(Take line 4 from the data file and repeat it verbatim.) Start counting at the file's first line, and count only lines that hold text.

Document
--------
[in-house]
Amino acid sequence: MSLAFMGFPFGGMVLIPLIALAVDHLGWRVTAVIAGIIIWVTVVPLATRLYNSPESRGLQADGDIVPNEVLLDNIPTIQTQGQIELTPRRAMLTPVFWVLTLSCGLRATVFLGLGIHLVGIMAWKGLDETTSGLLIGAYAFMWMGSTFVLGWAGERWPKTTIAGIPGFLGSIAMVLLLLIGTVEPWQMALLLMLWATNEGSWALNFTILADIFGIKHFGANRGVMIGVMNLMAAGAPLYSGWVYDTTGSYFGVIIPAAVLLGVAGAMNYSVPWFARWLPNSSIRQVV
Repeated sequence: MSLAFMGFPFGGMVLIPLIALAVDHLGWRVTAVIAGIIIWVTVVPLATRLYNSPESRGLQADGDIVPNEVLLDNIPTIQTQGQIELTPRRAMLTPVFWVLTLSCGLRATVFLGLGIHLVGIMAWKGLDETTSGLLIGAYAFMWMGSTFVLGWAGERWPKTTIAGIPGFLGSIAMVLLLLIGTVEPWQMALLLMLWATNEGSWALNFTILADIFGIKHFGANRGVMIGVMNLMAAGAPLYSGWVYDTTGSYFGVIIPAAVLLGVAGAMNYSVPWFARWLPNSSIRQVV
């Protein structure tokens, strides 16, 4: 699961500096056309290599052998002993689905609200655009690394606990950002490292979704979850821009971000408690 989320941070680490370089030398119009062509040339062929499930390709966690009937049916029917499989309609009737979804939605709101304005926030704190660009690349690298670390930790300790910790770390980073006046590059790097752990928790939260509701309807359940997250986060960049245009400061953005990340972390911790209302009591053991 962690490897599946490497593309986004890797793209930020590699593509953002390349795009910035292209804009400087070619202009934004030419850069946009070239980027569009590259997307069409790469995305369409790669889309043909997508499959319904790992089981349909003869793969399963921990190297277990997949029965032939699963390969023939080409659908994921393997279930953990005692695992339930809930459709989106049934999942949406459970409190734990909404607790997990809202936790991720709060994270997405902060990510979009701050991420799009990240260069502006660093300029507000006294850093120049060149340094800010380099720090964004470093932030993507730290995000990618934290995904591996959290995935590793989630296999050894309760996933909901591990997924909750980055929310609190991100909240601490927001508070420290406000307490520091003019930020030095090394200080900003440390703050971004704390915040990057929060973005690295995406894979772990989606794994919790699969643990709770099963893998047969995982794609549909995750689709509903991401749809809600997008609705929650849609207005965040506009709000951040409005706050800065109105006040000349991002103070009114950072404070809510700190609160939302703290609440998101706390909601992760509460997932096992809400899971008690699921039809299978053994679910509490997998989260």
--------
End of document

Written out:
């Protein structure tokens, strides 16, 4: 699961500096056309290599052998002993689905609200655009690394606990950002490292979704979850821009971000408690 989320941070680490370089030398119009062509040339062929499930390709966690009937049916029917499989309609009737979804939605709101304005926030704190660009690349690298670390930790300790910790770390980073006046590059790097752990928790939260509701309807359940997250986060960049245009400061953005990340972390911790209302009591053991 962690490897599946490497593309986004890797793209930020590699593509953002390349795009910035292209804009400087070619202009934004030419850069946009070239980027569009590259997307069409790469995305369409790669889309043909997508499959319904790992089981349909003869793969399963921990190297277990997949029965032939699963390969023939080409659908994921393997279930953990005692695992339930809930459709989106049934999942949406459970409190734990909404607790997990809202936790991720709060994270997405902060990510979009701050991420799009990240260069502006660093300029507000006294850093120049060149340094800010380099720090964004470093932030993507730290995000990618934290995904591996959290995935590793989630296999050894309760996933909901591990997924909750980055929310609190991100909240601490927001508070420290406000307490520091003019930020030095090394200080900003440390703050971004704390915040990057929060973005690295995406894979772990989606794994919790699969643990709770099963893998047969995982794609549909995750689709509903991401749809809600997008609705929650849609207005965040506009709000951040409005706050800065109105006040000349991002103070009114950072404070809510700190609160939302703290609440998101706390909601992760509460997932096992809400899971008690699921039809299978053994679910509490997998989260």